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Great! thanks for your post, and I totally misspoke, I did mean Mtime not ctime, I always get those confused. I realised my issue, I was over complicating things, what I need can be summed up in a simple for or while loop. after talking with a freind about the issue it became apparent that arrays are not needed.

here is some sudo code whipped up to help anyone looking at this post.


who=$(whoami)
basenamehome=/home/$who/
basenamenet=/network/dev/
targetdirectory=somedir for syncing
findfilenames () { cd $basenamehome/targetdirectory
find .
}


for filenames in findfilenames;
do
stathome=(stat $filenames) #when I actually use this code stat will have
statnetwork=(stat $filenames) #switches used to limit the output to mtime

if [ stathome -gt statnetwork ]; then
cp $basenamehome$filenames $basenamenet$filenames

elif [ statnetwork -gt stathome]; then
cp $basenamenet$filenames $basenameshome$filenames

done
exit 0


while I am sure that there are some errors in this code it is just meant to represent a general idea of how to accomplish the goal I had in mind in the begin post. Additionally there will be locks in place to make sure that the file output of the find function is equivalent to the find output where it to be preformed on the network dev.
 
Old 05-16-2013, 07:52 PM   #4
chrism01
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I'd recommend using ${..} when embedding vars or concatenating them.
Also [[ ]] instead of [ ]
Code:
 cp ${basenamehome}$filenames ${basenamenet}$filenames
http://tldp.org/LDP/abs/html/testcon...ml#DBLBRACKETS
 
Old 05-17-2013, 03:14 PM   #5
David the H.
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To start with, please use ***[code][/code]*** tags around your code and data, to preserve the original formatting and to improve readability. Do not use quote tags, bolding, colors, "start/end" lines, or other creative techniques.


chrism01 has already given some good points, particularly about using stat instead of parsing ls. I also endorse the use of unison or a similar tool for backups. No need to re-invent the wheel.

But let's see if I can give a few more pointers, using the script in post #3.

Code:
who=$(whoami)
basenamehome=/home/$who/
bash has a bunch of preset variables available for your use, including $USER and $HOME. You shouldn't need these two lines.

Code:
findfilenames () { cd $basenamehome/targetdirectory
find .
}
Kudos on using a function. But you need to consider how the output of find will be processed. Since filenames can contain just about any character, the only safe delimiter is the ascii null value. This can be done with the -print0 action, but all subsequent commands need to take it into account too. See below for more.

Code:
for filenames in findfilenames;
Since the function name is a command, you can't just use it directly here. Nor should you Read Lines With For.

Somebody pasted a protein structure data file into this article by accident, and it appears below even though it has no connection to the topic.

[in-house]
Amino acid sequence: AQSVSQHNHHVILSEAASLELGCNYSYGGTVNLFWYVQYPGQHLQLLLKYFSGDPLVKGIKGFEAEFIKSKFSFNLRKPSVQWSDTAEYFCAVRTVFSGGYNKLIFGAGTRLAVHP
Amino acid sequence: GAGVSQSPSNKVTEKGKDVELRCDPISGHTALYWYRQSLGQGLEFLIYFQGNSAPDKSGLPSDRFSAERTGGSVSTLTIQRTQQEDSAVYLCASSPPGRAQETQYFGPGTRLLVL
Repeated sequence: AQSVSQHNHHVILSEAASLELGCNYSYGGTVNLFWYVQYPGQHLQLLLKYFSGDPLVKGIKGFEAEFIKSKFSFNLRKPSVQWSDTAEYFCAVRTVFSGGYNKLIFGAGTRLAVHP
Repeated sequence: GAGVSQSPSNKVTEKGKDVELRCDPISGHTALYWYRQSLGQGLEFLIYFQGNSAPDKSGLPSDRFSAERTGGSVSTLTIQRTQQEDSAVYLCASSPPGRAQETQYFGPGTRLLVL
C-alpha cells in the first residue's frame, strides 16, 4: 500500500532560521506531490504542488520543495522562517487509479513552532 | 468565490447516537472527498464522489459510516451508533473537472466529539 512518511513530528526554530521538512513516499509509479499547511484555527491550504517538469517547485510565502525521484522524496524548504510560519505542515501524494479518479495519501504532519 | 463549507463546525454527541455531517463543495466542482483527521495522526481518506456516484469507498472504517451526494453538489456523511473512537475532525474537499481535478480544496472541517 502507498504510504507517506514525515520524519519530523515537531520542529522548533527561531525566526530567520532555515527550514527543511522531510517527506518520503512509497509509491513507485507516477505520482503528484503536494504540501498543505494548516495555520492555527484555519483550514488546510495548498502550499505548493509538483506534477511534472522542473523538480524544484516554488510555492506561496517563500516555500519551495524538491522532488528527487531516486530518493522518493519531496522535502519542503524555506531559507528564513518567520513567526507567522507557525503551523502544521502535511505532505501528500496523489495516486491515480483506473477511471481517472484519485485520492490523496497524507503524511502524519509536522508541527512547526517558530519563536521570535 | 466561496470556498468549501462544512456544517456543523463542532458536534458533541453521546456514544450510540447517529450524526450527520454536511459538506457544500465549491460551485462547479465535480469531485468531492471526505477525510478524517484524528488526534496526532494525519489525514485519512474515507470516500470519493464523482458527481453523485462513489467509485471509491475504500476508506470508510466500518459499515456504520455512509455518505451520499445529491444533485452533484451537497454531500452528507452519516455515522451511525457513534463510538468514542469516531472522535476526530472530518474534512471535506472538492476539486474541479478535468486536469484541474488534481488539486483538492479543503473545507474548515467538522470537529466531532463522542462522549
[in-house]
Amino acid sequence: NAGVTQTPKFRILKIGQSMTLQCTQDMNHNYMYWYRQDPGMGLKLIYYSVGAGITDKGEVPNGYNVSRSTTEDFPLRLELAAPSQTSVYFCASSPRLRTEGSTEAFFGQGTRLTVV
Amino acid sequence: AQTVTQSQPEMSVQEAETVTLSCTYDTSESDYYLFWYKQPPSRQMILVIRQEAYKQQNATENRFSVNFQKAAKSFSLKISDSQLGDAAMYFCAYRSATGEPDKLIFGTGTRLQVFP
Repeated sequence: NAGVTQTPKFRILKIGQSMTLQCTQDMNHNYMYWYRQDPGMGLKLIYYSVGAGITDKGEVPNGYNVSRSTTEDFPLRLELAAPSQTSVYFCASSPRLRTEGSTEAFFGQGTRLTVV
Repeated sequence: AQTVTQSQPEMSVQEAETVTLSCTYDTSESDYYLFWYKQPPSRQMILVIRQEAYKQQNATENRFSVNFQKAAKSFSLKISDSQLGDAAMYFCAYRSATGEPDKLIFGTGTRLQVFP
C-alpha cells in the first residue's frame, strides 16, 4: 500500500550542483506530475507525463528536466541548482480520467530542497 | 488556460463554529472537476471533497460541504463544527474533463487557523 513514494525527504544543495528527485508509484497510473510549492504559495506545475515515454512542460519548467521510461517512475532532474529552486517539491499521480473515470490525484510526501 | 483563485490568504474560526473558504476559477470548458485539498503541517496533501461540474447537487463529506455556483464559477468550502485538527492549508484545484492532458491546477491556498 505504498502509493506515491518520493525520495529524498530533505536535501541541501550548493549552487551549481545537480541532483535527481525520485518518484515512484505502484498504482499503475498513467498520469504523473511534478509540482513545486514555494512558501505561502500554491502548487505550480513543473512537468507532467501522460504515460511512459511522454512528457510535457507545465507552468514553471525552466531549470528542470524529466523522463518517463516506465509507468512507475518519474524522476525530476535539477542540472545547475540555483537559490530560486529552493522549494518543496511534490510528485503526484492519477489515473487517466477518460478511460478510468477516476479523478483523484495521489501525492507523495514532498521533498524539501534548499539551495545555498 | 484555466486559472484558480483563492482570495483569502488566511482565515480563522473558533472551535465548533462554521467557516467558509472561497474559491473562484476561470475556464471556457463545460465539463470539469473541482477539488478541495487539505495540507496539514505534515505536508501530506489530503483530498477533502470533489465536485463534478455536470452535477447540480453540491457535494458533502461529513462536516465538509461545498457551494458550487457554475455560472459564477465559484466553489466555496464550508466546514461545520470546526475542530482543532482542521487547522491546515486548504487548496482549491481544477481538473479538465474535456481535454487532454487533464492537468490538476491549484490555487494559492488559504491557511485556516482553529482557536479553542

You have two choices here to correct this. First is to use a while+read loop, again set to handle null separators. The second is to have your function store the find results in an array first, and then you can use a for loop with that. You'll still need to use a while loop inside the function to set the array, however.

How can I find and deal with file names containing newlines, spaces or both?
http://mywiki.wooledge.org/BashFAQ/020

Code:
if [ stathome -gt statnetwork ]; then
cp $basenamehome$filenames $basenamenet$filenames
1. When using advanced shells like bash or ksh, it's recommended to use [[..]] for string/file tests, and ((..)) for numerical tests. Avoid using the old [..] test unless you specifically need POSIX-style portability.

http://mywiki.wooledge.org/BashFAQ/031
http://mywiki.wooledge.org/ArithmeticExpression

2. QUOTE ALL OF YOUR VARIABLE EXPANSIONS. You should never leave the quotes off a parameter expansion unless you explicitly want the resulting string to be word-split by the shell and any possible globbing patterns expanded. This is a vitally important concept in scripting, so train yourself to do it correctly now. You can learn about the exceptions when you need them.

http://mywiki.wooledge.org/Arguments
http://mywiki.wooledge.org/WordSplitting
http://mywiki.wooledge.org/Quotes

3. Your logic appears to be wrong. You're running a loop that processes each individual file separately, so don't run a command that moves all the files at once. If you want to save processing (which is a good idea), then add each revised filename to an output array instead, then use that with a single cp command after the loop is finished.

4. I don't agree with chrism01 about using the full ${..} bracketed variable form, however. They are only needed with parameter substitution and when the variable name is directly followed by other alphanumeric characters ([a-zA-Z0-9_]) that the shell could mistake for part of the name. In all other cases it just adds clutter to the script, and clutter leads to an increased chance of errors.
 
Old 05-17-2013, 05:56 PM   #6
DaemonHunter
LQ Newbie
 
Registered: Mar 2013
Posts: 13

Original Poster
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Thanks for the advice, I did mention that it was really hastily whipped up just to give an idea of what I realised was the most efficient way to get done what I need.

"Your logic appears to be wrong. You're running a loop that processes each individual file separately, so don't run a command that moves all the files at once. If you want to save processing (which is a good idea), then add each revised filename to an output array instead, then use that with a single cp command after the loop is finished."

Thanks for the heads up I just popped this idea off really quickly, it will deffinately be best to cp as the iteration occurs. I will post the final code once it is ready but I am working on other parts of the script at the moment and have yet to test this section.